The biopic depicts Flynn's roust-about early life in Australia, before he became an internationally famed celebrity. In those days he was an adventurer, opium smuggler, gambler, street fighter, womanizer, and gold prospector. The film, based on Flynn's early autobiography "Beam Ends," was written for the screen by Large and Luke Flynn, who found the inspiration as a result of their travels through Australia in the footsteps of Luke's iconic grandfather. The book's title refers to the last visible sign before a ship sinks.Written by
Fact has little to do with this flick. Neither does good storytelling. Every time it starts to roll (which is rare), it comes to a dead stop, and those stops last for a very long time. Frankly, this film is so off with the self-indulgent daisies that one would think it was written and directed by the same person. The thing is stuffed with dull, drawn-out scenes that are only used to provide a breather and story point between the meat of a film but they are made to be the meat with the action merely serving as a distraction.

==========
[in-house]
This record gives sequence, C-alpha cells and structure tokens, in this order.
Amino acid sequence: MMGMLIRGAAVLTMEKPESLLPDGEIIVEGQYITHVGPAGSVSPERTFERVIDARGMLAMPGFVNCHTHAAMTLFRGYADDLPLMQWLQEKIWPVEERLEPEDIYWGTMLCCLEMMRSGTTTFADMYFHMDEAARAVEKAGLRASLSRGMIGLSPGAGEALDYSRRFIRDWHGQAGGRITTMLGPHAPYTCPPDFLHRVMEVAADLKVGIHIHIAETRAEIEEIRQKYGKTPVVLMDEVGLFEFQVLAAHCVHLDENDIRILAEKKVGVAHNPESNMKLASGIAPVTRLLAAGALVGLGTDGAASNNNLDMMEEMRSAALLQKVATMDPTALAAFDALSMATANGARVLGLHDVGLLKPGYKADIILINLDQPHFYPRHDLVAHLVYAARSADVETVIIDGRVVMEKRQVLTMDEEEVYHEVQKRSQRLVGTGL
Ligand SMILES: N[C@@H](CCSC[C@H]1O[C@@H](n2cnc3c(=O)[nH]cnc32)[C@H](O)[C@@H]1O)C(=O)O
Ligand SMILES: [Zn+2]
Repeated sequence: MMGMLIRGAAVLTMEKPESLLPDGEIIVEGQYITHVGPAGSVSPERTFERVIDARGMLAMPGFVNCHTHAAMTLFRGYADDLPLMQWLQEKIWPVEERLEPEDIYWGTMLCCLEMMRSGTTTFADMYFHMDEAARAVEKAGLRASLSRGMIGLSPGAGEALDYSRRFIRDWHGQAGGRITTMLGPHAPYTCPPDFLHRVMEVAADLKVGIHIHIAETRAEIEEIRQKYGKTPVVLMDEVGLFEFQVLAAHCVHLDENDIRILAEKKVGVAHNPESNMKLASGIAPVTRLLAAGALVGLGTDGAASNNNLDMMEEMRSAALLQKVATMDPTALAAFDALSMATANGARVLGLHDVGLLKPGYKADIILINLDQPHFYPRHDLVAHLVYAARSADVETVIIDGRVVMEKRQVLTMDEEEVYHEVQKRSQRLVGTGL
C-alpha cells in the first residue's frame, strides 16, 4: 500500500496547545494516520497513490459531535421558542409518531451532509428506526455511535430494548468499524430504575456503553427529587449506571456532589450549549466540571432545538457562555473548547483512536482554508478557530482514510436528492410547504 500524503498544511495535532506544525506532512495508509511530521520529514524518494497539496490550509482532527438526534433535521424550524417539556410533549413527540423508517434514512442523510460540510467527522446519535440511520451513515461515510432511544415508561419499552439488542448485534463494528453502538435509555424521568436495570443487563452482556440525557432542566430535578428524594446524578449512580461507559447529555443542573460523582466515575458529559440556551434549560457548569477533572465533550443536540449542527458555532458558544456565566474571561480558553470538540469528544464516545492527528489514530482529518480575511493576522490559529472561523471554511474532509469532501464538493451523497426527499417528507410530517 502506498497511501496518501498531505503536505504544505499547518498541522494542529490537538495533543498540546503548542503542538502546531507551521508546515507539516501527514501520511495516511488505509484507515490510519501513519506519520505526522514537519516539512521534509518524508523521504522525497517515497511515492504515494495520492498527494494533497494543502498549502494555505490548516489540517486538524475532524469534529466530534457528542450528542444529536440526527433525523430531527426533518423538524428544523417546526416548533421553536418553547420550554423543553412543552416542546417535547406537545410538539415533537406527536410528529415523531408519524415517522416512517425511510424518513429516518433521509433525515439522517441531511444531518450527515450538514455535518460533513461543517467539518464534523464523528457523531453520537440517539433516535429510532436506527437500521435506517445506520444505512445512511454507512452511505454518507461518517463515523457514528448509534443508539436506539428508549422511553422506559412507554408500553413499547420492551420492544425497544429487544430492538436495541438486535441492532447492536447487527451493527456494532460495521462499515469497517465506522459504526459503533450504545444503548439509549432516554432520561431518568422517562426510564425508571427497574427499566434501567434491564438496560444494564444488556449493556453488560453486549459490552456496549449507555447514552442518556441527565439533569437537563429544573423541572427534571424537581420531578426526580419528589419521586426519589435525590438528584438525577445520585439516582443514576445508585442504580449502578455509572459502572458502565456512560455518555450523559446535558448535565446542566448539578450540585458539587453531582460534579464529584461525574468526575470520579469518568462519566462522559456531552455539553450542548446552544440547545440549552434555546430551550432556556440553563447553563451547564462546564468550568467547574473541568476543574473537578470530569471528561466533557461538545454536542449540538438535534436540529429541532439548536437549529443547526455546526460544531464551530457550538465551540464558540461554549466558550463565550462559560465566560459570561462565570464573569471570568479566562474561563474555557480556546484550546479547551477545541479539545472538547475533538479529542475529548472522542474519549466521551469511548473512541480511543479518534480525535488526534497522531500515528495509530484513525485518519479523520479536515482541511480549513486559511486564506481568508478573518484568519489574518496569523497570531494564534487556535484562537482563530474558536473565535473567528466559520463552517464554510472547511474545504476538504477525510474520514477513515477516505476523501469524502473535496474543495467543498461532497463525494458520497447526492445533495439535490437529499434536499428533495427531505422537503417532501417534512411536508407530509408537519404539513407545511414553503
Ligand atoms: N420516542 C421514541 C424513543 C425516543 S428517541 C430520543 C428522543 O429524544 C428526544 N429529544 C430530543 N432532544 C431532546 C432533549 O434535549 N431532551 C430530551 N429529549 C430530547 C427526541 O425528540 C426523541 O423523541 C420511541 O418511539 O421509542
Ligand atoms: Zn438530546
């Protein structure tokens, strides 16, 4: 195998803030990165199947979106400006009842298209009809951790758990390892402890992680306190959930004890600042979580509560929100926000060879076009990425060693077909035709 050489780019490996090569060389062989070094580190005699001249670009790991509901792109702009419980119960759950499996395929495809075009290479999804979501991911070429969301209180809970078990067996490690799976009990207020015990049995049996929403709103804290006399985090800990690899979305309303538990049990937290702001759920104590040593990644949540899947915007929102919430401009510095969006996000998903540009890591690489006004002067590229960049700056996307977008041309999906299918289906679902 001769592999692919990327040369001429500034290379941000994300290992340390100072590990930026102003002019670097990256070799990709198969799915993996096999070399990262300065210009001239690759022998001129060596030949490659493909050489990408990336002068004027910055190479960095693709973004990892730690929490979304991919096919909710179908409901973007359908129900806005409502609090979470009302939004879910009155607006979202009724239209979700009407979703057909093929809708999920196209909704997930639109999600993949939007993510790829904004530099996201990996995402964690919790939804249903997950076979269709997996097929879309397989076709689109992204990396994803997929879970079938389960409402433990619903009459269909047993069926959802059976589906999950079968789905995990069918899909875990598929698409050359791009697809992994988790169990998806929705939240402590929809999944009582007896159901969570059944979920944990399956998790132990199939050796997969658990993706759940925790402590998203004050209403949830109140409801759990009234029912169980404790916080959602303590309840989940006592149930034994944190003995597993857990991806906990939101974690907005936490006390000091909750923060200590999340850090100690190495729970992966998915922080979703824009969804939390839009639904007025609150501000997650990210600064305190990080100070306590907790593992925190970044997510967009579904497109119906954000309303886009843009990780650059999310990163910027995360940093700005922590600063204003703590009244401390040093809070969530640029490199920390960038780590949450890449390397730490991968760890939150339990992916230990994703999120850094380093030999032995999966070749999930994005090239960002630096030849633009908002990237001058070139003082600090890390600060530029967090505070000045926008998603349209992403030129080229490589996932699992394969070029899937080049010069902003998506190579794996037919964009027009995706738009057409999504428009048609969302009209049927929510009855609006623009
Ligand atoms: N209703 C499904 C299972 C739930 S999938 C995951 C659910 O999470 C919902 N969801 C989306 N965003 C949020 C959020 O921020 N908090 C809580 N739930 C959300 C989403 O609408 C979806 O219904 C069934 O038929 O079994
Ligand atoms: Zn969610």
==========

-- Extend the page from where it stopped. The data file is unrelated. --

There are some signs of stupidity in this film, such as a backdrop intended to be filmed from a distance, but with the opening view of it - a studio water tower - being so close as to make it look skewed and so lacking in detail as to be obviously fake. A good director would have noticed the badly skewed water tower, but this fellow simply blew it off.
As Flynn's last film was in 1960 (released the year after he died) one wonders about the timing of this film, as virtually no one these days has ever heard of him.
Overall, this movie squeezes about thirty minutes of story into an hour and a half of film. It is passably amusing, sometimes boring, and shows a lack of competence on the part of the director, particularly in the area of storytelling.
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